According to wedding website TheKnot.com, the average American wedding can come with a price tag of around $28,000.
While that’s an acceptable amount of money to spend on, say, a brand new car or a down payment on a home, some couples may decide that building a life together is more important than throwing an extravagant party.
Engaged on Christmas 2013, I am part of one such couple. However, I also didn’t buy into my fiancé’s plan: “Let’s just go to Vegas.”
Everyone has heard the tips about buying a second-hand dress or getting married on a Friday to cut costs. But when you’re talking thousands of dollars, every savings counts. So after you’ve set a date and a (realistic) budget, consider these unique ways to save on wedding costs.
Decide what’s really important
Picture your dream wedding. Write down the top five things that would make the day perfect, such as a unique menu, a gasp-worthy dress, or a specific venue. These are the items that you should settle first then work the other details around those big expenses. Using a line-item budget planner can help. Real Simple has a great downloadable worksheet.
The Internet is your best friend
I had my sights set on a particular type of shoes. But rather than snatch up the first pair I saw that fit my vision, I scoured Amazon, Heels.com, eBay, and Tradesy. Being hasty and saving money are not compatible activities. Check out a ton of wedding websites for invitations, accessories, decorations, and party favors. Many of them have email signups that can score you great coupons.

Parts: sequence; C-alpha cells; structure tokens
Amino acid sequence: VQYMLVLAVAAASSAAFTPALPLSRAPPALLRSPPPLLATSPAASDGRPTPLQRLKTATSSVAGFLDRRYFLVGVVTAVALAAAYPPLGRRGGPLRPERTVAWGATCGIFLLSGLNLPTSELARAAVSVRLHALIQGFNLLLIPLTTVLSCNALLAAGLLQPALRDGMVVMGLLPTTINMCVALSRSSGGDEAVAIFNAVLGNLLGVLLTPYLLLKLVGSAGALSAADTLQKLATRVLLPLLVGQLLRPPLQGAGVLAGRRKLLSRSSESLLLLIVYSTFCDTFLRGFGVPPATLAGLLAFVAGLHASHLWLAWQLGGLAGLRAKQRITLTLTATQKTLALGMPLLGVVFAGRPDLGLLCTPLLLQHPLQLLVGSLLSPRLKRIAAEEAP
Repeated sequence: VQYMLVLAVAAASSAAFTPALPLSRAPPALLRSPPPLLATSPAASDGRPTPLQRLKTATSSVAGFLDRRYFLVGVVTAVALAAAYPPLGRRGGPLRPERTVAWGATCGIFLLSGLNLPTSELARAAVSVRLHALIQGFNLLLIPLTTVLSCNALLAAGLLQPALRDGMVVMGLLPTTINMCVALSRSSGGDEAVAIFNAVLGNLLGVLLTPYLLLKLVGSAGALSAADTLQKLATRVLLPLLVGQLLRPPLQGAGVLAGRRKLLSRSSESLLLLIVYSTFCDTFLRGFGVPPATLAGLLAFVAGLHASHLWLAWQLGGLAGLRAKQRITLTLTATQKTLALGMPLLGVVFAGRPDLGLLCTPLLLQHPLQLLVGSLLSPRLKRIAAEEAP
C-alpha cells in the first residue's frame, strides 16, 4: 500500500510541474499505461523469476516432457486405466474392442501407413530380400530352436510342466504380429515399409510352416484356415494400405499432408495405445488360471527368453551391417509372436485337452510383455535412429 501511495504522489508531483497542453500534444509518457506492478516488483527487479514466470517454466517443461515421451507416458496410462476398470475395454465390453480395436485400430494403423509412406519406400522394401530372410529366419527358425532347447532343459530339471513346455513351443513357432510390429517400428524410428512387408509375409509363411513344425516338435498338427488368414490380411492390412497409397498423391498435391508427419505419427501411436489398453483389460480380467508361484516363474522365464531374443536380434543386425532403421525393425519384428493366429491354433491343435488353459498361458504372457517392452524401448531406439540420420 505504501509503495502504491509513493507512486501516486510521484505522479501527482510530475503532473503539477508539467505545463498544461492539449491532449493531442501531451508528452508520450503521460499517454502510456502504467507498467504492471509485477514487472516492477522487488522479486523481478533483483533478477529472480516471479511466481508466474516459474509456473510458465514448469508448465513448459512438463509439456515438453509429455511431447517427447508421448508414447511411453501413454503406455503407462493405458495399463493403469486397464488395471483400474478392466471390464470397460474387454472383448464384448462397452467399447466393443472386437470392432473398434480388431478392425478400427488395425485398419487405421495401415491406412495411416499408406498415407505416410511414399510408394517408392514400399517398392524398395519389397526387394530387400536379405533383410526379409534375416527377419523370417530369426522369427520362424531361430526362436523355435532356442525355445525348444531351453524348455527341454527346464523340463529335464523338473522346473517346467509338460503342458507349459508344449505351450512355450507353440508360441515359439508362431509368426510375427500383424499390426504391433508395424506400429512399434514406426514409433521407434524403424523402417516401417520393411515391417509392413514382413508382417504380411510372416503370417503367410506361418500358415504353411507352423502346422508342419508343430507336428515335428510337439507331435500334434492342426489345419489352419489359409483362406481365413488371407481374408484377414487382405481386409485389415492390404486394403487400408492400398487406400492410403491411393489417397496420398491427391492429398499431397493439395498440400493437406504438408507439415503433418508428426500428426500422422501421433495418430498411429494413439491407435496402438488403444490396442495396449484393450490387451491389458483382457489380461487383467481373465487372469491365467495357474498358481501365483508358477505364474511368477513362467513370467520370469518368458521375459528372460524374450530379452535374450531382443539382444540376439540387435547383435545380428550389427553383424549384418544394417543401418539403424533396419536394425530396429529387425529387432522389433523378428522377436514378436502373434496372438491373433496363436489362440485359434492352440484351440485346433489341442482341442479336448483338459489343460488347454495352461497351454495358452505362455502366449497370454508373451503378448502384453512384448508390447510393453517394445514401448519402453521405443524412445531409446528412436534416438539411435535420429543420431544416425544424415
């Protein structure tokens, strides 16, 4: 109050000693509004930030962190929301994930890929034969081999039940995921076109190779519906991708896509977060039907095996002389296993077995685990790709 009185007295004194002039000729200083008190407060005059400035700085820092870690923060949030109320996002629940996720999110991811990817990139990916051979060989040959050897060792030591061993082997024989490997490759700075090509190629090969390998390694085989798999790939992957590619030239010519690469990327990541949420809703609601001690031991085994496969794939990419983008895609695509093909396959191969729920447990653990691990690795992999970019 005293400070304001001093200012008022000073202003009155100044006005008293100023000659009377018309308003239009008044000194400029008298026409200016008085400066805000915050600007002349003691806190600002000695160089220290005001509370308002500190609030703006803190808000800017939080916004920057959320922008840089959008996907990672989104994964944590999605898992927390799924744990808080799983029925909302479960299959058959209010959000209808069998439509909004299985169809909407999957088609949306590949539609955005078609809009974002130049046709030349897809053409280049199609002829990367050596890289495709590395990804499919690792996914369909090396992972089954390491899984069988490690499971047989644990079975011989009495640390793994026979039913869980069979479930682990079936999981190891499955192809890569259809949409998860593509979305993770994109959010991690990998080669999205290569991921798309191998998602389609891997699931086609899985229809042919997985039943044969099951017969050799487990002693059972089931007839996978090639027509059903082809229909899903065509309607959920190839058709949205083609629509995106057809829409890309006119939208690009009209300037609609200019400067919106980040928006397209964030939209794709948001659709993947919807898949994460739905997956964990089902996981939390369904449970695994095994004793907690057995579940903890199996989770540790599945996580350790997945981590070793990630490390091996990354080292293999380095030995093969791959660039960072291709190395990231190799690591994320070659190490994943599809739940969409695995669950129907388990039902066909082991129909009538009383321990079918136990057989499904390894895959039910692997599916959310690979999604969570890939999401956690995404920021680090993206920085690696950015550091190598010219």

Haggle with vendors
For individual items, the cost is often set. But for services, a little hard work and some people skills can pay off. We want to serve craft sodas at our wedding. An email to the company owner promising promotion of his product enabled us to get wholesale prices. A close friend who is a photographer agreed to give us his services as a wedding present. Our venue is free because we went with a place looking to break into the market. How will they promote their space to other brides and grooms? With our wedding photos, of course.
This is your wedding. You don’t have to send out save-the-dates, buy a floor-length gown, or serve a four-tiered cake with an intricate fondant design.
If you’re worried about breaking rules or offending guests, check out the Q&A or submit your question to the forum on The Knot.
Cut corners when you can
Remember that budget you set? It’s likely you will reach a point where you could go over it. Here’s where that list of your Very Important Details comes in handy. Everything not on that list should be negotiable. Scrutinize all your non-essential expenses and you may find that your dream wedding can happen without them.
Stick to your budget, and remember: It’s better to save that money for the rest of your lives together.